Hello bob,
I just want to clear out my doubt as I'm quite confuse with subgroup size definition in doing capability study, so, you mentioned should 1 and according to gcpa81, 50 parts and need to measure 15 significant characteristics, is that mean we take only 1 part out of 50 and measure the 15 characteristics?
If he is doing a capability study where he runs 50 parts in a row through a machine, then measures the parts, then for any statistics used to analyze to data the subgroup should be 1. If you were to chart the parts and a traditional Shewhart chart was appropriate, then you would use I-MR. Some folks like to dream up a subgroup - maybe 4 or 5 - then use X bar -R or similar calculations. but, logical subgroups and made-up-to-make-software-work subgroups are two very different things. Only one is truly useful.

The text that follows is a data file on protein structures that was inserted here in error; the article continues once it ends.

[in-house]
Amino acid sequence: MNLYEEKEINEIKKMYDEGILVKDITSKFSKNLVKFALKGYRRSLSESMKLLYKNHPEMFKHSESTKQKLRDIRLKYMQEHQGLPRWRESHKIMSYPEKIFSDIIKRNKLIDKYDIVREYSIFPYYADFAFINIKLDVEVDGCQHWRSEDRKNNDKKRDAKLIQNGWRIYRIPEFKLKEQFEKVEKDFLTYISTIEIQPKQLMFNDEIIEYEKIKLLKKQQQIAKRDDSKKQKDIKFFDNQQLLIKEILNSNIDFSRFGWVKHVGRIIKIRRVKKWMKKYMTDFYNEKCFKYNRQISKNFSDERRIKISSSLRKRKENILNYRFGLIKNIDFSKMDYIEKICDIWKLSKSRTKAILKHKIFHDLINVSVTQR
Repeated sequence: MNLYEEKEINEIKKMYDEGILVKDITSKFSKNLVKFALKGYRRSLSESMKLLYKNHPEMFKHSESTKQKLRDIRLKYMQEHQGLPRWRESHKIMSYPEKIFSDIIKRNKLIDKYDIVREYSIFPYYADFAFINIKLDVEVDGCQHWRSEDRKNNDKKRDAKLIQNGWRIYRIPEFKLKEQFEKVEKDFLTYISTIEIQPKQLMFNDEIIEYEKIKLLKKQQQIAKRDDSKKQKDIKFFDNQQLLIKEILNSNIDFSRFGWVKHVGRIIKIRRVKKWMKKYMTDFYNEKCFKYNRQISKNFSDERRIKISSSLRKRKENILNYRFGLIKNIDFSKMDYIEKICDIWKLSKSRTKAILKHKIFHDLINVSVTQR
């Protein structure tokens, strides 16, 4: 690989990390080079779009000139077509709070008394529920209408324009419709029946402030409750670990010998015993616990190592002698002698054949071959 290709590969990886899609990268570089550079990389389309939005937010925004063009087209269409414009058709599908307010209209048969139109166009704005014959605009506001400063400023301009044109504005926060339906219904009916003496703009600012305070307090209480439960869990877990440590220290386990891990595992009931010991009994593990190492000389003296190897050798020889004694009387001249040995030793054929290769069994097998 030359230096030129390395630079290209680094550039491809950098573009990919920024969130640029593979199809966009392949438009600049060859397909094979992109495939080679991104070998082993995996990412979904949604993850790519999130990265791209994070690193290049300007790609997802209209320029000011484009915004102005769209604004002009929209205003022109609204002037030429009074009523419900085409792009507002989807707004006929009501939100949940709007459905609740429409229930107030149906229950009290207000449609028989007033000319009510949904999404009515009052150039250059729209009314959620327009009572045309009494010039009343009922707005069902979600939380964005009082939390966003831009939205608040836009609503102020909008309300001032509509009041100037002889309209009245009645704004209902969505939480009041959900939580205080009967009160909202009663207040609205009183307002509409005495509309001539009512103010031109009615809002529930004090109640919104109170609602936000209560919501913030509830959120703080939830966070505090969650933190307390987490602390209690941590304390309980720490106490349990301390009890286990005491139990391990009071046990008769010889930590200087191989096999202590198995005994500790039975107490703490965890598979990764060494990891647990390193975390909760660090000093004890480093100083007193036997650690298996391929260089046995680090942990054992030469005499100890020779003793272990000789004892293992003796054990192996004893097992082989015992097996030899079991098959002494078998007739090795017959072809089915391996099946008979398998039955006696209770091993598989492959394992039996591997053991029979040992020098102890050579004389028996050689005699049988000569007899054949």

Of course, as an aside, no matter what process it is, you should do both a run chart and do curve fitting. Always get the data in time order sequence. If you find multi-modal variation, you will want to see if it is a time function. Dumping data into software and chugging out a "normal" curve, Cpks and Ppks is backyard stuff. The true distribution may not even support Cpks or Ppks. Also, it is critical that the measurement system not contribute to the distribution, or it may mask the true process distribution. Poor measurement technique and gage R&R can make a lot of non-normal distributions
look normal by masking. So will overcontrol.
Interesting, huh?